Another move has been the induction of officers, at very senior levels, with little or no external intelligence background. Importing chiefs has not necessarily been a good idea as it builds resentment and affects morale especially when capable persons await in the wings. An outsider would find it difficult, in the time available, to understand the personnel, the workings of external intelligence and master nuances of China-watching or Pakistan operations to be effective.
There was even a recommendation, by people in high places, to fold it back into the Intelligence Bureau. The period also saw six senior cadre officers going on leave over an instance where rules were sidestepped. It was only after Prime Minister Manmohan Singh chose to personally go into the matter, rather than go by what was given to him, was the decision partially reversed.
In this, its sixth decade of existence, the task for the leadership is to look at a world outside terrorism and to take stock of new and emerging threats. Already, its counterparts in other parts of the world have begun looking at new frontiers.
It is also an opportune moment for its present leadership to chart the course of the way the agency should now move — towards a specialised agency manned by professionals equipped with language skills and domain expertise and to give the department direction for the next couple of decades as the country seeks to give its citizens a better deal.
It must be honest with itself and take stock of personnel issues — whether it should have a specialised cadre or look at the old ‘ear-marking scheme’ which was prevalent in the IB with police officers being inducted in their fourth year with little option of going back to their parent cadre. Either system would work if inductions are at an early stage when languages can be learnt but it has to be one of the two, not both.
The present hotch-potch of doing both — of having a cadre and yet bringing in deputationists on extended tenures — is simply not working. The average age of inductions into the civil service is close to 30 and this, given that a police officer is eligible for deputation after five to eight years of service, would mean entry into R&AW at an age which makes it difficult to learn languages. There is urgency in taking a decision as new threats loom and the agency must equip itself.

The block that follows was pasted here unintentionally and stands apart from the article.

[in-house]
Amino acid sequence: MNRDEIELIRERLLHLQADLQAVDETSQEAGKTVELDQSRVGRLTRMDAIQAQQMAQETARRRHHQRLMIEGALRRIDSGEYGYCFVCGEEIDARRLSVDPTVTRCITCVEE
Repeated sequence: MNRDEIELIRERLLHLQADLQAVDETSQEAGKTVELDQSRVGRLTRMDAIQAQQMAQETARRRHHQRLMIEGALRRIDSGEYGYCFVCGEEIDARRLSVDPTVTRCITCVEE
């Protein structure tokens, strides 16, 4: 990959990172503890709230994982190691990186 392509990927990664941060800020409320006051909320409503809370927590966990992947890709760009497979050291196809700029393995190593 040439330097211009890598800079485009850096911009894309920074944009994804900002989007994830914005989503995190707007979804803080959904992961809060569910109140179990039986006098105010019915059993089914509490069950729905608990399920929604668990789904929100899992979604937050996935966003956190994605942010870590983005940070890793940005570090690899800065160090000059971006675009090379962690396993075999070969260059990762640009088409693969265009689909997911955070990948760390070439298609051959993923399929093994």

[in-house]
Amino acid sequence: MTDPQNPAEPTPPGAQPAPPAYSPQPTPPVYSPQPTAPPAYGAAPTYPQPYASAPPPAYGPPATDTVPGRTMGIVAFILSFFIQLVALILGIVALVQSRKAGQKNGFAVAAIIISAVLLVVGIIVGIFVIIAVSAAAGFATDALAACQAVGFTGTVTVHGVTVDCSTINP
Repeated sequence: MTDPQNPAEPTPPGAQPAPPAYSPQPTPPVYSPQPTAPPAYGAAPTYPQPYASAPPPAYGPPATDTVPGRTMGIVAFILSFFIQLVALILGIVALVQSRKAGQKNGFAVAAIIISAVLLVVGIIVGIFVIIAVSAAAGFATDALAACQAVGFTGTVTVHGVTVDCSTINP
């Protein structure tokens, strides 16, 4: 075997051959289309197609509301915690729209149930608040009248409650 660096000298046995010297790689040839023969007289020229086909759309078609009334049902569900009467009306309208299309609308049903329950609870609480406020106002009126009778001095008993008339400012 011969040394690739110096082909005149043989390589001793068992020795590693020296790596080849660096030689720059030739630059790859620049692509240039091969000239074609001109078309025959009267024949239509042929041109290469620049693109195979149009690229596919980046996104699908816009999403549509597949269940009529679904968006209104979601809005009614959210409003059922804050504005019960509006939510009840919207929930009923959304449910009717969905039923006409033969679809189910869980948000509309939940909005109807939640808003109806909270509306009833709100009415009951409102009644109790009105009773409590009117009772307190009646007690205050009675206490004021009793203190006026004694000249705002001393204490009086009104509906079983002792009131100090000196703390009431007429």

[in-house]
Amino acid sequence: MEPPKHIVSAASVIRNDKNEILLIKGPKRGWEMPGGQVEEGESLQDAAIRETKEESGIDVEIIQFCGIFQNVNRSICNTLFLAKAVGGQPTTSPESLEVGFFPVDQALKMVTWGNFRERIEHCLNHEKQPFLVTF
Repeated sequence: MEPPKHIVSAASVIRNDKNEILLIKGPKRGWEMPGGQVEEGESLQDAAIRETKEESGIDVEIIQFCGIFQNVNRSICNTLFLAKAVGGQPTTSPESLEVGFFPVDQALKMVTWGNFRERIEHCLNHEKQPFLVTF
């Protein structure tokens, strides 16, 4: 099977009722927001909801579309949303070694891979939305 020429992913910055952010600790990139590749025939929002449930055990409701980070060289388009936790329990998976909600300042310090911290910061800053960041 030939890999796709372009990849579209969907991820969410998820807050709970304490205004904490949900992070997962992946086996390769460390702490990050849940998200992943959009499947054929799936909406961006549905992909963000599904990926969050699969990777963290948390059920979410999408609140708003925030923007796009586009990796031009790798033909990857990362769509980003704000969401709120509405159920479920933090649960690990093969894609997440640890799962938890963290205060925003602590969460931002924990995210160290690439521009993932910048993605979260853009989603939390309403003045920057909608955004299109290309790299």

Professionally, the leadership needs to focus on what is slowly being lost sight of, not just in India – to go back to its roots and recognise the need to focus on humint, for, without humint assets, R&AW will gradually become only a collection agency and not an anticipatory agency. Corrective steps are already being taken in other parts. The current leadership has in its ranks accomplished practitioners in the art of humint and it will, doubtless, take the right decision for it is always better to anticipate what our adversaries are upto rather than pick up hostile intent off the air-waves (or its modern-day equivalents).
Again, raising humint overseas requires language skills and domain knowledge, something the department must not lose sight of. The idea of compensating for the lack of language expertise by having a cadre of linguists is simply not adequate. Posting an officer overseas without a command over the language is a waste of time, effort and money. Liaison and assistance from friendly foreign agencies are all very fine in a limited context and in the battle against terror but it will not work when you are confronted by an adversarial state.
The task for the next generation of intelligence officers is to provide their political masters the inputs for taking informed decisions, for on this depends the well-being of the state. Our political masters would also do well to give their intelligence chiefs direct access on a regular basis.
Anand Arni is a former special secretary, R&AW